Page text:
The patriarchy begins in response to human beings’ primal sin. Eve is told that because she ate (and fed her husband) from the Tree of Knowledge, he will now rule over her. (Genesis 3:16) Presumably prior to the sin, Eve and Adam were equal partners, each of them an ezer kenegdo, a helpful counterpoint to each other.
In Bavli Eruvin 54a, Rav Acha bar Yakov suggests that the word, חרות or engraved, which is used to describe the Tablets of the Law in Exodus 32:16 can also be read as חרות, meaning freedom. Rabbi Avraham Schorr, in his work Halekach v’Halebuv (Parshat Shekalim), takes this idea further and suggests that when Israel accepted the Torah at Sinai, they became free from the pall of humans’ original sin and they were restored to an Edenic state. Death was vanquished and God’s immediate presence could once again be felt by humans. When shortly afterwards Israel commits the sin of the golden calf, they are again catapulted back into a world of transgression, impurity and gender inequality.
Purim is identified by the Rabbis of the Talmud as a second Sinai. On Purim, the Jewish people accepted the Torah and God’s covenant anew (Bavli Shabbat 88a). If the original Sinai restored Israel to an Eden-like state, Purim as a Sinai redux should also hold hints of the original spiritual Eden experience.
At first the story of the Purim seems, if anything, to be the opposite of spiritual. The Book of Esther begins with a party that is all about indulgence and excess. There are descriptions of lavish furnishings, abundant wine, and a culture of כי כן יסד המלך לעשות כרצון איש ואיש. Every man’s desires were to be fulfilled, at the order of the king. After 187 days of hedony, the party abruptly grinds to a halt when Vashti says no.
In a patriarchal system where the men in power assume their right of access to everything, Vashti’s refusal to obey the king is unthinkable.
She must be removed immediately, as Memuchan advises, and missives affirming men’s complete domination over women must be at once distributed throughout the empire. (Memuchan is identified as Haman in Bavli Megillah 12b.) A short while later, another person in the Megillah dares to say no. This time it is a man, Mordechai, who refuses to bow to Haman. As Haman himself admits to his entourage (Esther 5:11-13), he has riches and power and status beyond anyone’s dreams. Yet, none of it matters to Haman as long as Mordechai refuses to acquiesce to his domination.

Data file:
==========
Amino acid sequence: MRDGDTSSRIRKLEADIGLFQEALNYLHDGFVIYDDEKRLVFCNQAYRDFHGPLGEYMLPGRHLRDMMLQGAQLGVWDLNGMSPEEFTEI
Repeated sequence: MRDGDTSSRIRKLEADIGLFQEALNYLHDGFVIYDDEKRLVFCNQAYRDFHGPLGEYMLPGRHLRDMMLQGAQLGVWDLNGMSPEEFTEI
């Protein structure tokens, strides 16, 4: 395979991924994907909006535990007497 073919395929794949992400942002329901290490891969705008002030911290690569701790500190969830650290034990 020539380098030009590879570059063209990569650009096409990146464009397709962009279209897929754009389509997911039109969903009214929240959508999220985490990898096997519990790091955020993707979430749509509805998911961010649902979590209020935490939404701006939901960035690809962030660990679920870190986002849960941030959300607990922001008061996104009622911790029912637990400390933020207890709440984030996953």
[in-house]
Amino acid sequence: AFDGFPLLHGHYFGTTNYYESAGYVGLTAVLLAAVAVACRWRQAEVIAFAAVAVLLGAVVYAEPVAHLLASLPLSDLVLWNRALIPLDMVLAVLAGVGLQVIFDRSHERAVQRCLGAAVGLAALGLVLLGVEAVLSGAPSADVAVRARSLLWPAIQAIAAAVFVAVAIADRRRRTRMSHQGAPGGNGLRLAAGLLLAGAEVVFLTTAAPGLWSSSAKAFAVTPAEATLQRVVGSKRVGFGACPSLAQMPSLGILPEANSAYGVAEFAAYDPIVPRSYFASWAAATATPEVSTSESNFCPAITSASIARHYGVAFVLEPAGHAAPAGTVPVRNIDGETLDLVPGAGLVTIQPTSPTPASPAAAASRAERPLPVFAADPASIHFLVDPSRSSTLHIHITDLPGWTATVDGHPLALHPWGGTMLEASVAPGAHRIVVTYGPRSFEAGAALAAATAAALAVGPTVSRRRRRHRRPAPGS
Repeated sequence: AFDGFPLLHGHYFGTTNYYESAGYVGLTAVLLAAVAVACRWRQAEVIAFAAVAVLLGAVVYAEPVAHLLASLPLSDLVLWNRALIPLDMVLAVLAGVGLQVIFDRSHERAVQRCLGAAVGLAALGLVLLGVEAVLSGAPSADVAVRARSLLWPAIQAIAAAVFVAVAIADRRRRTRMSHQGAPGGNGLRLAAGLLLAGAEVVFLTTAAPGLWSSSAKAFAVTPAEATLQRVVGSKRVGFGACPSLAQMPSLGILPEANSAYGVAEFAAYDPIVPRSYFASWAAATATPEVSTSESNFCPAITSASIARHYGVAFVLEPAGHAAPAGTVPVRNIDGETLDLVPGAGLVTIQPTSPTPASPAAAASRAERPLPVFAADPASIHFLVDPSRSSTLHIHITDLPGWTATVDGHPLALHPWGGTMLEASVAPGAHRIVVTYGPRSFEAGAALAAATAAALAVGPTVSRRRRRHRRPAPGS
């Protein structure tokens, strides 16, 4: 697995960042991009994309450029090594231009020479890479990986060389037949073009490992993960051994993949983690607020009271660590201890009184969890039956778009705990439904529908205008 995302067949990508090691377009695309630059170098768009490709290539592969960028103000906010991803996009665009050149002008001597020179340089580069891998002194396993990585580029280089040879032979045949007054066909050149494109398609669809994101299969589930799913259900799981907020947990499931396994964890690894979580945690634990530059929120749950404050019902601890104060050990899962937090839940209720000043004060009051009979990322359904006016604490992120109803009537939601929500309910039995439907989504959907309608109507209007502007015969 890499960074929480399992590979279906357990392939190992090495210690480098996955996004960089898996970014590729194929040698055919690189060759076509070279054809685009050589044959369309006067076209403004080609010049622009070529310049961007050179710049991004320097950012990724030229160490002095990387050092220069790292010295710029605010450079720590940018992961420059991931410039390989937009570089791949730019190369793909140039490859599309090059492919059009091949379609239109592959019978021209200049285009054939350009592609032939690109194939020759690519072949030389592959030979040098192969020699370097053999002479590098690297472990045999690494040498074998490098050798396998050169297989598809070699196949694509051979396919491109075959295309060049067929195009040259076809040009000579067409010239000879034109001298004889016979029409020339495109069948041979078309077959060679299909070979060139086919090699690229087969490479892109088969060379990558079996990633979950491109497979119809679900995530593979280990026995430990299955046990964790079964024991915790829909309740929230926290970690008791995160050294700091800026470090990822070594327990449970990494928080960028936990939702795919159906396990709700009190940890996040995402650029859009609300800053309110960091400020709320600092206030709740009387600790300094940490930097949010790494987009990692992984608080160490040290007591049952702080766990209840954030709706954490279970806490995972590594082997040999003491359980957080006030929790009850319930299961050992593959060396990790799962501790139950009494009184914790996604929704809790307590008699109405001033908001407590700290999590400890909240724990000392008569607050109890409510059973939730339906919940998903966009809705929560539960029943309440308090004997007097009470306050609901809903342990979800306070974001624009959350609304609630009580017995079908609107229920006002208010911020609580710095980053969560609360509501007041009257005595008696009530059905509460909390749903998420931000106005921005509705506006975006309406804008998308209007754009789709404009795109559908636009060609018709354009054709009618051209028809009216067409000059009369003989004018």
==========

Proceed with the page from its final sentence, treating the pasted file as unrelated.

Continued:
The Rabbis of the Talmud connect Haman with the sin of the Tree of Knowledge (Bavli Chullin 139b). Adam and Eve had access to all trees except the Tree of Knowledge. Haman had power over all of King Achashverosh’s subjects, except Mordechai. The inability to accept any limits unites the two stories. It is against the backdrop of this unrelenting push to power that Esther finds her voice.
When we are first introduced to Esther in Chapter 2, she is docile and obedient. She goes where she is taken (Esther 2:8,16); she obeys her guardian Mordechai’s every command (Esther 2:10,20); she asks for nothing of her own, only accepting whatever is given to her (Esther 2:15).
She is the ideal woman of the patriarchy, a blank canvas onto whom powerful men can project their desires (Bavli Megillah 13a).
In chapter 4, Esther realizes that it is up to her to save her people. She springs into action, rejecting Mordechai’s naive assumption that pleading with the king could be effective if Haman is still in his sphere of influence. Esther orchestrates a master plan, stoking Haman’s arrogance and the king’s jealousy until she has brought about a fundamental shift in power. She commands Mordechai (4:17) and this time it is he who obeys her instructions.
Esther does not dismantle the patriarchy. At the end of the book, the king is still sovereign and Mordechai is his second-in-command. Esther does get to write her own story, a relatively rare occurrence in the Hebrew Bible.
She uses her savvy political awareness to undermine her enemies and save the Jewish people from annihilation
Esther’s power suggests a movement back towards a prelapsarian state in which men and women coexist equally and God interacts with humans freely and in a state of grace.
Throughout the Jewish calendar we are invited to focus on specific aspects of daily living which can elevate our spiritual practice. In the Rama’s gloss on Shulchan Aruch, Orach Chaim 696:8, he explains that celebrating Purim often involved gender bending. Men wore women’s clothing and women donned male garb. By dressing up in this manner we are encouraged to think more flexibly about the interplay of gender and power in our lives. For a day we imagine being other then we are, and this allows us to envision the possibility of a differently ordered society.
On Purim, we strive to attain the spiritual clarity of עד דלא ידע, when we no longer limit the spectrum of preoccupation to the rise and fall of male leadership.
We encourage everyone to experience Purim as an exercise of expanded equality in Jewish life.
Via a temporary return to Eden, we can create a more equitable model for the rest of the year.
Rabba Wendy Amsellem teaches Halakha and Talmud at Yeshivat Maharat.
Rabbi Mike Moskowitz is the Scholar-in-Residence for Trans and Queer Jewish Studies at Congregation Beth Simchat Torah..
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